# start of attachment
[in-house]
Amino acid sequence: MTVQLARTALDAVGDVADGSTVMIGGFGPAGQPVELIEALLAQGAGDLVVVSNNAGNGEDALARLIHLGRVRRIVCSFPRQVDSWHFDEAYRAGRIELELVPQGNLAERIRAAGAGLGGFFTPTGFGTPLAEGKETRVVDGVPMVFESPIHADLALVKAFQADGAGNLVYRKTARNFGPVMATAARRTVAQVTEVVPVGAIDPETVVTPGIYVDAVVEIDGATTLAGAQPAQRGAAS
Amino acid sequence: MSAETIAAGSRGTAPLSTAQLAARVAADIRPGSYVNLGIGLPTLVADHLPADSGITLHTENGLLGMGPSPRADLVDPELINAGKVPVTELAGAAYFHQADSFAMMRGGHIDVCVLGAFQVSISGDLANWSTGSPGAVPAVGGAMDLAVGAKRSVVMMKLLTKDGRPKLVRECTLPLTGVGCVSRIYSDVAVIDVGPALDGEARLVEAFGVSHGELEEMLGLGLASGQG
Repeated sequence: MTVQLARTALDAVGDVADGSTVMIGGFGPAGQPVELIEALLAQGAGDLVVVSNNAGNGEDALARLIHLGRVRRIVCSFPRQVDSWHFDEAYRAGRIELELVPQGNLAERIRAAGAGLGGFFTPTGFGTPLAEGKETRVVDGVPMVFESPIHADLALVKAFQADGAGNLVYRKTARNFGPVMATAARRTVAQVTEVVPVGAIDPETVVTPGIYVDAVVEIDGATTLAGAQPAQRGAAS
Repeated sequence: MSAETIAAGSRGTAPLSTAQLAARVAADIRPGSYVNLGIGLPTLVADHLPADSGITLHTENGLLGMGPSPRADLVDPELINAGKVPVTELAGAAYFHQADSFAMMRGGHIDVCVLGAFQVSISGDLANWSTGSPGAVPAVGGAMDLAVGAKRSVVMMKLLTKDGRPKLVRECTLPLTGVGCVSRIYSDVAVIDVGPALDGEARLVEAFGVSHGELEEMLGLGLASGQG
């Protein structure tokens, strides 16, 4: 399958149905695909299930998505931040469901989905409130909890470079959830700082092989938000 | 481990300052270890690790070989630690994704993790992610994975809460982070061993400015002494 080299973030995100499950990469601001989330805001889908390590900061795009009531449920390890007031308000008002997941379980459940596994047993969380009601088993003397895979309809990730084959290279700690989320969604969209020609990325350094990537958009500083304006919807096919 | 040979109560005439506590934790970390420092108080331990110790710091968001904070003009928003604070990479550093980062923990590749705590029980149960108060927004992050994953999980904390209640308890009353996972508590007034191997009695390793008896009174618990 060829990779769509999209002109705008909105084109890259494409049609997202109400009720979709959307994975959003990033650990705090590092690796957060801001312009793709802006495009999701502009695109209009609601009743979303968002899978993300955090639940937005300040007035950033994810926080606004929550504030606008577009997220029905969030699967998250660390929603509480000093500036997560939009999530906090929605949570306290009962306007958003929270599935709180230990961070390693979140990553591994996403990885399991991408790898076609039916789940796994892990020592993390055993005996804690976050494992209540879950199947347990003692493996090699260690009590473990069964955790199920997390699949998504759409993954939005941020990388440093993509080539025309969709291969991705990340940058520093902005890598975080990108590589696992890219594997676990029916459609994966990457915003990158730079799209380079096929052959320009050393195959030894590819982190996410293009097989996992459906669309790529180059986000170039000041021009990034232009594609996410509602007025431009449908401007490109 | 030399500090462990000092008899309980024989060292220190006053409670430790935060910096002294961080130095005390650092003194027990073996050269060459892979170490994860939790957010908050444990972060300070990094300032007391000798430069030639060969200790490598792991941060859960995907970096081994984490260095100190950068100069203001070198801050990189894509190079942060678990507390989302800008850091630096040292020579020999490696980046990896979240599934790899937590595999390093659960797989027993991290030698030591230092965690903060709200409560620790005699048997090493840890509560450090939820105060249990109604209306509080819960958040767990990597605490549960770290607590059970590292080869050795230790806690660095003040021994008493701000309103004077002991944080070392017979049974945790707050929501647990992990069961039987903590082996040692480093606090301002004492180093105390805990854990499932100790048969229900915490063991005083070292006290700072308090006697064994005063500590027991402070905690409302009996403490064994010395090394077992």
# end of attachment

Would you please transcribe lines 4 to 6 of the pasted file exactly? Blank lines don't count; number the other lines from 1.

Repeated sequence: MTVQLARTALDAVGDVADGSTVMIGGFGPAGQPVELIEALLAQGAGDLVVVSNNAGNGEDALARLIHLGRVRRIVCSFPRQVDSWHFDEAYRAGRIELELVPQGNLAERIRAAGAGLGGFFTPTGFGTPLAEGKETRVVDGVPMVFESPIHADLALVKAFQADGAGNLVYRKTARNFGPVMATAARRTVAQVTEVVPVGAIDPETVVTPGIYVDAVVEIDGATTLAGAQPAQRGAAS
Repeated sequence: MSAETIAAGSRGTAPLSTAQLAARVAADIRPGSYVNLGIGLPTLVADHLPADSGITLHTENGLLGMGPSPRADLVDPELINAGKVPVTELAGAAYFHQADSFAMMRGGHIDVCVLGAFQVSISGDLANWSTGSPGAVPAVGGAMDLAVGAKRSVVMMKLLTKDGRPKLVRECTLPLTGVGCVSRIYSDVAVIDVGPALDGEARLVEAFGVSHGELEEMLGLGLASGQG
């Protein structure tokens, strides 16, 4: 399958149905695909299930998505931040469901989905409130909890470079959830700082092989938000 | 481990300052270890690790070989630690994704993790992610994975809460982070061993400015002494 080299973030995100499950990469601001989330805001889908390590900061795009009531449920390890007031308000008002997941379980459940596994047993969380009601088993003397895979309809990730084959290279700690989320969604969209020609990325350094990537958009500083304006919807096919 | 040979109560005439506590934790970390420092108080331990110790710091968001904070003009928003604070990479550093980062923990590749705590029980149960108060927004992050994953999980904390209640308890009353996972508590007034191997009695390793008896009174618990 060829990779769509999209002109705008909105084109890259494409049609997202109400009720979709959307994975959003990033650990705090590092690796957060801001312009793709802006495009999701502009695109209009609601009743979303968002899978993300955090639940937005300040007035950033994810926080606004929550504030606008577009997220029905969030699967998250660390929603509480000093500036997560939009999530906090929605949570306290009962306007958003929270599935709180230990961070390693979140990553591994996403990885399991991408790898076609039916789940796994892990020592993390055993005996804690976050494992209540879950199947347990003692493996090699260690009590473990069964955790199920997390699949998504759409993954939005941020990388440093993509080539025309969709291969991705990340940058520093902005890598975080990108590589696992890219594997676990029916459609994966990457915003990158730079799209380079096929052959320009050393195959030894590819982190996410293009097989996992459906669309790529180059986000170039000041021009990034232009594609996410509602007025431009449908401007490109 | 030399500090462990000092008899309980024989060292220190006053409670430790935060910096002294961080130095005390650092003194027990073996050269060459892979170490994860939790957010908050444990972060300070990094300032007391000798430069030639060969200790490598792991941060859960995907970096081994984490260095100190950068100069203001070198801050990189894509190079942060678990507390989302800008850091630096040292020579020999490696980046990896979240599934790899937590595999390093659960797989027993991290030698030591230092965690903060709200409560620790005699048997090493840890509560450090939820105060249990109604209306509080819960958040767990990597605490549960770290607590059970590292080869050795230790806690660095003040021994008493701000309103004077002991944080070392017979049974945790707050929501647990992990069961039987903590082996040692480093606090301002004492180093105390805990854990499932100790048969229900915490063991005083070292006290700072308090006697064994005063500590027991402070905690409302009996403490064994010395090394077992």